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How to talk about condoms with your partner

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Some people find it difficult or embarrassing to talk about condoms. But condoms are an effective way of preventing pregnancy, HIV and other sexually transmitted infections (STIs). In fact, they’re the only method that can prevent all three! Read on to find out how to comfortably talk about using condoms with your partner.

What kind of sex needs a condom?

Condoms are used for vaginal, anal and oral sex. They are needed whether you are having sex with a partner of the opposite gender than you or the same gender, or multiple people!

Why is it important to talk about condoms?

Not everyone is willing to use condoms, so don’t assume that your partner will want to or have one to hand. The only way to know is to talk about it. Agreeing to use a condom or not is also part of consenting to have sex.


Who should bring up the topic of condoms?

Everyone is responsible for talking about contraception such as condoms - not just a man or just a woman. In some cultures, it is especially hard for women to talk about condoms because the man holds the power in the relationship.

How should I bring up the topic of condoms?

It’s normal to feel awkward or embarrassed to talk about condoms, but it doesn’t have to be this way! Here are some ideas to help you decide when and how to bring it up:

Bring it up sooner rather than later: It’s best to talk about condoms before you start having sex. This will mean you know what to expect and won’t get carried away in the heat of the moment.

Ask questions: Do you use condoms? What kind of condoms do you like? Do you like flavoured or textured condoms? Do you have a condom with you?

Explain why you’re bringing it up: It isn’t a sign that you don’t trust them – it’s a way of showing you care and that you want to protect you both.

Be direct: Tell your partner that you will only have sex if you use a condom because you want to protect both of you.

Remember the details: Talk about who will get the condoms and from where.

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What can I say to persuade someone who doesn’t want to use a condom?

You can still have great sex with a condom: Explain that you can make condoms part of the fun by putting it on for them, using flavoured or textured condoms, and knowing that you can both relax as you don’t have to worry about your health. 

Using a condom shows you care: Explain that a good partner will want to take care of their own and their partner’s sexual health. It shows they care if they use a condom.

Condoms don’t harm our health in any way: Explain that there are no negatives to using condoms, but not using them could result in pregnancy, STIs and HIV.

Condoms are not costly and are easily available: Explain that they are often available free from sexual health clinics or healthcare professionals. They are also sold in many shops and pharmacies.

Try to dispel any myths: Some people believe myths about condoms like they aren’t ‘manly’. You could try to explain that they’re not true. Other people may have religious reasons for not wanting to use a condom.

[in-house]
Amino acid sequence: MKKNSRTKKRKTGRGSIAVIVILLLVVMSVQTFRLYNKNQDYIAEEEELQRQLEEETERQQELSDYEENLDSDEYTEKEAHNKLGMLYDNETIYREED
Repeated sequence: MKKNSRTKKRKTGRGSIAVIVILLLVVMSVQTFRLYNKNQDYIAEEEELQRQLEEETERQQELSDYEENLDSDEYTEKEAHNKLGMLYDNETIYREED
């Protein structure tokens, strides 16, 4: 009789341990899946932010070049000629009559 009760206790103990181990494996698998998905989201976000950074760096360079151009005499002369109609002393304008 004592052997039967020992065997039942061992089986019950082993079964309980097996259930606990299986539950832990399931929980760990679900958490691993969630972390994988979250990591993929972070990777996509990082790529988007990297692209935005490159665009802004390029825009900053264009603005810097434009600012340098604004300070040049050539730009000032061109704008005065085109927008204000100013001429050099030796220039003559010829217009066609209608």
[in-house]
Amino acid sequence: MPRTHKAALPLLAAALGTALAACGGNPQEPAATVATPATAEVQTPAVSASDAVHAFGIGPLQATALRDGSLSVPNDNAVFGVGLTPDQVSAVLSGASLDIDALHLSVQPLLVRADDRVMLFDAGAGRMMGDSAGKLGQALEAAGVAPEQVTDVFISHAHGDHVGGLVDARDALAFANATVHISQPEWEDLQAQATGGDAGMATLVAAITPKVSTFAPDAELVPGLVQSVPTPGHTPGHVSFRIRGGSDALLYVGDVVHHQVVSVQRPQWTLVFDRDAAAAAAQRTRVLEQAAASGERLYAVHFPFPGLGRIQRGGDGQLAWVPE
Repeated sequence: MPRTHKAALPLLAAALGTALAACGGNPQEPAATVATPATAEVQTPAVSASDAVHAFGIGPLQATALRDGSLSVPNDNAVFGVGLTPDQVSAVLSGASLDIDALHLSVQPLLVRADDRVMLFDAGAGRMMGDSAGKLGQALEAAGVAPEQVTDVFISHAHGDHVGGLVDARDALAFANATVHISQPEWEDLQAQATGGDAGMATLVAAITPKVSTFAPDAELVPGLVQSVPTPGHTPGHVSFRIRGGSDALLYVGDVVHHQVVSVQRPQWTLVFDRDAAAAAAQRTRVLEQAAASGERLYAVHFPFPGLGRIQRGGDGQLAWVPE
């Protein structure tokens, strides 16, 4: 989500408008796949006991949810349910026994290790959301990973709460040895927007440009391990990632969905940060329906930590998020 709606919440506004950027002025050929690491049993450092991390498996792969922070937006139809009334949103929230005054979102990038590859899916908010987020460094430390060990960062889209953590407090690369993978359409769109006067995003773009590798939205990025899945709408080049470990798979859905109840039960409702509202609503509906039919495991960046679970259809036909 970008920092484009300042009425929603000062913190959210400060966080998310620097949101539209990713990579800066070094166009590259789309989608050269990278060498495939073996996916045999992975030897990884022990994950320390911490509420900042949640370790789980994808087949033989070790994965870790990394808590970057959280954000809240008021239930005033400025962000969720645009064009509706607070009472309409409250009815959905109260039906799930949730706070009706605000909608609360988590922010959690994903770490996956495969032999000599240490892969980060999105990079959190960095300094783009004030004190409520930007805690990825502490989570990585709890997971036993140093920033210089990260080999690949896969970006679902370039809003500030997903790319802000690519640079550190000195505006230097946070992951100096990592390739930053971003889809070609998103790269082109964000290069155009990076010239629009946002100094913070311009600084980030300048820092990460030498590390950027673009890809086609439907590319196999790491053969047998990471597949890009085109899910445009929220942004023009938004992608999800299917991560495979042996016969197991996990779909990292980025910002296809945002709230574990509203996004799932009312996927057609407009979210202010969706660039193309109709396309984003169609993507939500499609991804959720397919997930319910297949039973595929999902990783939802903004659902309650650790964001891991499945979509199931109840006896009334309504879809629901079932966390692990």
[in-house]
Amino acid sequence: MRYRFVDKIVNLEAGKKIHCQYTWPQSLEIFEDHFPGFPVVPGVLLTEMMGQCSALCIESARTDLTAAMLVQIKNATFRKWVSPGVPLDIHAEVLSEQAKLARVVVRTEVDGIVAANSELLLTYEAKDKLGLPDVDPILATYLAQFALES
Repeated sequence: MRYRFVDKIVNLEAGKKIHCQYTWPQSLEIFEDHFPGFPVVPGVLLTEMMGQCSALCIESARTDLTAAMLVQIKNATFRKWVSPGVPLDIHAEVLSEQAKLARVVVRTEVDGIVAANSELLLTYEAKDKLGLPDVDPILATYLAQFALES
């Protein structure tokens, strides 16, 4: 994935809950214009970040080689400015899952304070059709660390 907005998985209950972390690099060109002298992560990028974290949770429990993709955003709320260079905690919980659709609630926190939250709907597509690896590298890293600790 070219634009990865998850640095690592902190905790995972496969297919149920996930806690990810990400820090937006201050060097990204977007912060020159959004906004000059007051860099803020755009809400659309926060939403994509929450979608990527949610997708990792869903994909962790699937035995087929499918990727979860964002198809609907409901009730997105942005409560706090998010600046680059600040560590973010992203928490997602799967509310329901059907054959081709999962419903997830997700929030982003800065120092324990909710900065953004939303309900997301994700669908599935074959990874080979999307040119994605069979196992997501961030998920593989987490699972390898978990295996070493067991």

Let's talk about condoms!

Here are a few questions to help kick-off discussions on the issues you need to talk about! You can share them on social, on WhatsApp or just get talking.

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What if my partner refuses to use a condom?

Talk about it

Communication is so important when it comes to sex. Try to start a conversation to understand why your partner won’t use a condom. You might find that they believe a myth about condoms. If you understand their thinking, you might be able to encourage them to use a condom.

Share the facts about not using condoms

If you are a woman having sex with a man, remind him that he is not going to get pregnant, but it is a possibility for you. Explain that you want to use a condom so that you do not get pregnant and protect you both from STIs.

If you are a man having sex with a man, explain that HIV is more of a risk from anal sex than vaginal sex. Therefore, it’s a good idea to use a condom to protect you both.

If you are a man having sex with a woman and don’t want to risk her getting pregnant, explain that you want to use a condom to prevent it.

If you are a woman having sex with a woman, explain that you could still pass on STIs or HIV from sharing sex toys or oral sex. Therefore, it’s a good idea to use a condom on sex toys or a dental dam when having oral sex to protect your health.

Say no if your partner refuses

Think about whether you really want to have sex with someone who won’t use a condom. You always have the right to say no to sex and this is the best thing to do to protect your health.

What can I say to a person with HIV who won’t use a condom?

If your partner isn’t undetectable, you could get HIV. Try using the tips above to persuade them to use a condom. If they still won’t use a condom, read about taking PEP or PrEP to protect you from HIV and contraceptives to prevent unwanted pregnancy. But remember, condoms are the only way to stop STIs. So, think carefully about whether to have sex with them or not.

What can I say to a client that won’t use a condom?

If you are a sex worker, it can be difficult to negotiate using a condom. Your client might offer you more money for unprotected sex without a condom or be nasty if you bring up the topic of condoms. However, your health is the most important thing, and no-one should take that away from you. If your client refuses to use a condom, you might want to refuse them.

Remember, assault and coercion are not okay. You could seek support from a trusted friend, a healthcare professional, or the police if you experience this.

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